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The People v. Curtis Holford

January 10, 2012


APPEAL from a judgment of the Superior Court of Sacramento County, Robert M. Twiss, Judge. Affirmed. (Super. Ct. No. 08F03772)

The opinion of the court was delivered by: Murray , J.


Defendant Curtis Holford, a registered sex offender, was convicted by jury of possession of child pornography (Pen. Code, § 311.11) for his possession of a video file on a hard drive found in his possession. Following a bifurcated hearing, the trial court found that defendant previously had been convicted of a strike offense within the meaning of the "Three Strikes" law (Pen. Code, §§ 667, subds. (b)-(i), 1170.12) and that he had also served two prior prison terms (id., § 667.5, subd. (b)). The trial court sentenced defendant to an aggregate term of 14 years in state prison (upper term of six years, doubled pursuant to the Three Strikes law, plus two consecutive one-year terms for the prior prison terms), and imposed other orders.

On appeal, defendant contends: (1) the trial court abused its discretion under Evidence Code section 352*fn1 and also violated his constitutional rights by allowing the jury to view the entire 25-minute video file because, as defendant now contends, there were evidentiary alternatives to showing the jury the entire video file; and (2) the trial court further violated his constitutional rights by allowing defendant's daughter to testify about his prior molestation of her.*fn2

We hold that defendant has forfeited the arguments he now makes on appeal regarding the video as he did not proffer a specific excerpt or any other specific evidentiary alternative at trial prior to the video being shown to the jury. Further, any assessment of whether the trial court abused its discretion by admitting the entire video necessarily involves a comparison of the probative value of the evidentiary alternative to the probative value of the entire video and weighing the probative value of each against the purported prejudicial effect. Because defendant failed to identify a specific excerpt or any other specific alternative before the video was shown to the jury, we cannot determine the probative value of such an excerpt or alternative. In the absence of probative value to compare and weigh against any purported prejudicial effect, we cannot find that the trial court abused its discretion. Furthermore, even if we were to consider the recently minted evidentiary alternatives defendant offers on appeal, we would not find that the trial court abused its discretion by allowing the entire video. We further hold that the admission of the entire video did not violate due process.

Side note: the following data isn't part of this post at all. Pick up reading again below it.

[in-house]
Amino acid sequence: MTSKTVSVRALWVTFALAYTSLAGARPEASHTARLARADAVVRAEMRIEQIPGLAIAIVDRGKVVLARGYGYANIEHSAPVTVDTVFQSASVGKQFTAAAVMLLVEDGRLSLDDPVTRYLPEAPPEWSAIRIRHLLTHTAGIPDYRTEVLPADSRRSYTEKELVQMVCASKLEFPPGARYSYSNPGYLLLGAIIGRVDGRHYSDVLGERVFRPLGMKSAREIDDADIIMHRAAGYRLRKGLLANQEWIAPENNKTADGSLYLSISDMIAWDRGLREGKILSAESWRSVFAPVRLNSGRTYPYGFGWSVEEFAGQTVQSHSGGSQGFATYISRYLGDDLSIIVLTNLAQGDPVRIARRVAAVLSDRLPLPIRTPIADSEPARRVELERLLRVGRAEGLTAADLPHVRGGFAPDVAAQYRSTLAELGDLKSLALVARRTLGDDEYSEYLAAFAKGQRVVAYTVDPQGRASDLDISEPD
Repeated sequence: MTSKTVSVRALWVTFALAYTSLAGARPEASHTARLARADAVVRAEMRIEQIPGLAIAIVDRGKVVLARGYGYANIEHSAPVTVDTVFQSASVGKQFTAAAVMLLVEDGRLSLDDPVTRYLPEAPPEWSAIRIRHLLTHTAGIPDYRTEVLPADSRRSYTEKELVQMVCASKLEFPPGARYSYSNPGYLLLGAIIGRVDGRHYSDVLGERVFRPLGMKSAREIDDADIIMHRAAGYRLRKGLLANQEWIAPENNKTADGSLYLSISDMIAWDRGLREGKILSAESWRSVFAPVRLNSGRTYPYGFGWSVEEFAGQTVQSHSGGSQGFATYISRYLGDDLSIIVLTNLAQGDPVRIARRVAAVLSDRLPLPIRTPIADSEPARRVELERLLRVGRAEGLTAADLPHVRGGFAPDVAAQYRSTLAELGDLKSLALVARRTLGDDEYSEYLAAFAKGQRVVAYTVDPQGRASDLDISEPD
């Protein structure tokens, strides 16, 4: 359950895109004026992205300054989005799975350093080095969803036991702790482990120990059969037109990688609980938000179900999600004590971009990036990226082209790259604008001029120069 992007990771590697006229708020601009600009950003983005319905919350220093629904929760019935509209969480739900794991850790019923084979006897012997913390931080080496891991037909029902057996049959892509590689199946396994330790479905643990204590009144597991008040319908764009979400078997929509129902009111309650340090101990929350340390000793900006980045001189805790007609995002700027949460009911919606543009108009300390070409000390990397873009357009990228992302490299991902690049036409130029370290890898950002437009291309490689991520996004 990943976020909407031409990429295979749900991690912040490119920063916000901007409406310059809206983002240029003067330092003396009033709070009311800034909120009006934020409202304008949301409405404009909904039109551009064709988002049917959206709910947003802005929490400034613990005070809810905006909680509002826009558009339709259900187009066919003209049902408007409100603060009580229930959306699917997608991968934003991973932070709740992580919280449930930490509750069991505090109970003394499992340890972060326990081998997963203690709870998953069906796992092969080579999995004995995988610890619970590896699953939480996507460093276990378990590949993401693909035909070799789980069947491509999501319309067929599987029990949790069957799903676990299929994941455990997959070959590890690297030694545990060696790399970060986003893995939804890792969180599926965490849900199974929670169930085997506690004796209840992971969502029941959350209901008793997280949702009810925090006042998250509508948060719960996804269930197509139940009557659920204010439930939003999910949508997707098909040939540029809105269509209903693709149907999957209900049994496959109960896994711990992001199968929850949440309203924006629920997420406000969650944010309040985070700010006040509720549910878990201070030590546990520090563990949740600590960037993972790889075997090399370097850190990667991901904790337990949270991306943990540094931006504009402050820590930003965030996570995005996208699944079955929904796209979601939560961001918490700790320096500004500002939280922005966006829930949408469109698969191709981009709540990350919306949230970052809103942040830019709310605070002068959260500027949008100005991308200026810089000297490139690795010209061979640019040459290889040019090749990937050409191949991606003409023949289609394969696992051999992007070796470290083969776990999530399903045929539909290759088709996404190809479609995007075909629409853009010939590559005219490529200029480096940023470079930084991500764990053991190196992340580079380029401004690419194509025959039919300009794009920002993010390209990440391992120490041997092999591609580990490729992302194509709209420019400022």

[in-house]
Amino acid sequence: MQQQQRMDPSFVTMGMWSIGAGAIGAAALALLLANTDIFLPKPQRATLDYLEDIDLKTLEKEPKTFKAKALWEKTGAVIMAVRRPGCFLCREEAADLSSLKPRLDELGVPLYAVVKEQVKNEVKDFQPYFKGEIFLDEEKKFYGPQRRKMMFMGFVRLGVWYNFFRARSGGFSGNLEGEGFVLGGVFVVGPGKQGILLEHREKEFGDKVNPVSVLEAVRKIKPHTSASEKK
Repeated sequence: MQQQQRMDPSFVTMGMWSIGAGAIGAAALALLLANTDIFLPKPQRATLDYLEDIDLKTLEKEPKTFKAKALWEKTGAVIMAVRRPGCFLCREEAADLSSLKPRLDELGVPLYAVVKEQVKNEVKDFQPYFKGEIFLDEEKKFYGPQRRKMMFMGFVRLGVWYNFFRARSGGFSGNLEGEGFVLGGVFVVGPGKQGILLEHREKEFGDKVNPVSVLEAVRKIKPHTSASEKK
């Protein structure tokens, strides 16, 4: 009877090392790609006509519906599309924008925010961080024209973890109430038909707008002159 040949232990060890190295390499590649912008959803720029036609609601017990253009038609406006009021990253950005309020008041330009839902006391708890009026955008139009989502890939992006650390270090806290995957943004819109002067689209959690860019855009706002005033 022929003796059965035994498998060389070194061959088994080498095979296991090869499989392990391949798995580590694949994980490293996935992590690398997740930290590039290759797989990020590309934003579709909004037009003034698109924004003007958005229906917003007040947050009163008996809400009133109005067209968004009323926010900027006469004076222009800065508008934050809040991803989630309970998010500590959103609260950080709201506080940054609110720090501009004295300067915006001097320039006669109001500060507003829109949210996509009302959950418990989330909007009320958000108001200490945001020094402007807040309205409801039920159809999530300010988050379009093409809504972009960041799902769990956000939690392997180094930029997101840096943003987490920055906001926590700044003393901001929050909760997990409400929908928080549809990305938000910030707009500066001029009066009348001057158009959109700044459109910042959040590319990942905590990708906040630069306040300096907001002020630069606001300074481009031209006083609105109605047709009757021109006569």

We also hold that admission of evidence concerning defendant's prior molestation of his daughter did not violate due process.

We affirm the judgment.


Child Pornography Evidence

In February 2008, officers conducted a routine parole search of defendant's residence, an apartment he shared with another individual. Defendant led the officers to his bedroom, where they found an external hard drive, one or two Alltel USB wireless cards, and a number of computer software CD's. One of the officers asked defendant if he had any pornography on the hard drive. Defendant responded: "Yes, I do." At that point, defendant was arrested for violating the terms and conditions of his parole. The officers did not specifically ask defendant whether there was child pornography on the hard drive.